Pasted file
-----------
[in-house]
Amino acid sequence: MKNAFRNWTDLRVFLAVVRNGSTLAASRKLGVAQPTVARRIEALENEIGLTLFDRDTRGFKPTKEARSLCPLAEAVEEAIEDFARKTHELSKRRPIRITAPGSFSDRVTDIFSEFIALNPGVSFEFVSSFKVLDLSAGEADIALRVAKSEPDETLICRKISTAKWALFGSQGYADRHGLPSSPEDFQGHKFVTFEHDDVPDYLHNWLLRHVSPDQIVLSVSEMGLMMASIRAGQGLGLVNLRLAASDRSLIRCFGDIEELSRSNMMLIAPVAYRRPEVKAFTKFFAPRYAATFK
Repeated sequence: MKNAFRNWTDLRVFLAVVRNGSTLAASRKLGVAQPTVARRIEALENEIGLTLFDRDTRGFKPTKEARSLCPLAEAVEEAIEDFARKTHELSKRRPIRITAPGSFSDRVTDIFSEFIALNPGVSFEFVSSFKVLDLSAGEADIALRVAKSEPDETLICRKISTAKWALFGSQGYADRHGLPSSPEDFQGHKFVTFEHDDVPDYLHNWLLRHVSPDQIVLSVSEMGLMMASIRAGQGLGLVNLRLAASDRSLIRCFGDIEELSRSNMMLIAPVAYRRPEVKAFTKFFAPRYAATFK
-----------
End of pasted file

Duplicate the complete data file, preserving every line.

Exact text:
[in-house]
Amino acid sequence: MKNAFRNWTDLRVFLAVVRNGSTLAASRKLGVAQPTVARRIEALENEIGLTLFDRDTRGFKPTKEARSLCPLAEAVEEAIEDFARKTHELSKRRPIRITAPGSFSDRVTDIFSEFIALNPGVSFEFVSSFKVLDLSAGEADIALRVAKSEPDETLICRKISTAKWALFGSQGYADRHGLPSSPEDFQGHKFVTFEHDDVPDYLHNWLLRHVSPDQIVLSVSEMGLMMASIRAGQGLGLVNLRLAASDRSLIRCFGDIEELSRSNMMLIAPVAYRRPEVKAFTKFFAPRYAATFK
Repeated sequence: MKNAFRNWTDLRVFLAVVRNGSTLAASRKLGVAQPTVARRIEALENEIGLTLFDRDTRGFKPTKEARSLCPLAEAVEEAIEDFARKTHELSKRRPIRITAPGSFSDRVTDIFSEFIALNPGVSFEFVSSFKVLDLSAGEADIALRVAKSEPDETLICRKISTAKWALFGSQGYADRHGLPSSPEDFQGHKFVTFEHDDVPDYLHNWLLRHVSPDQIVLSVSEMGLMMASIRAGQGLGLVNLRLAASDRSLIRCFGDIEELSRSNMMLIAPVAYRRPEVKAFTKFFAPRYAATFK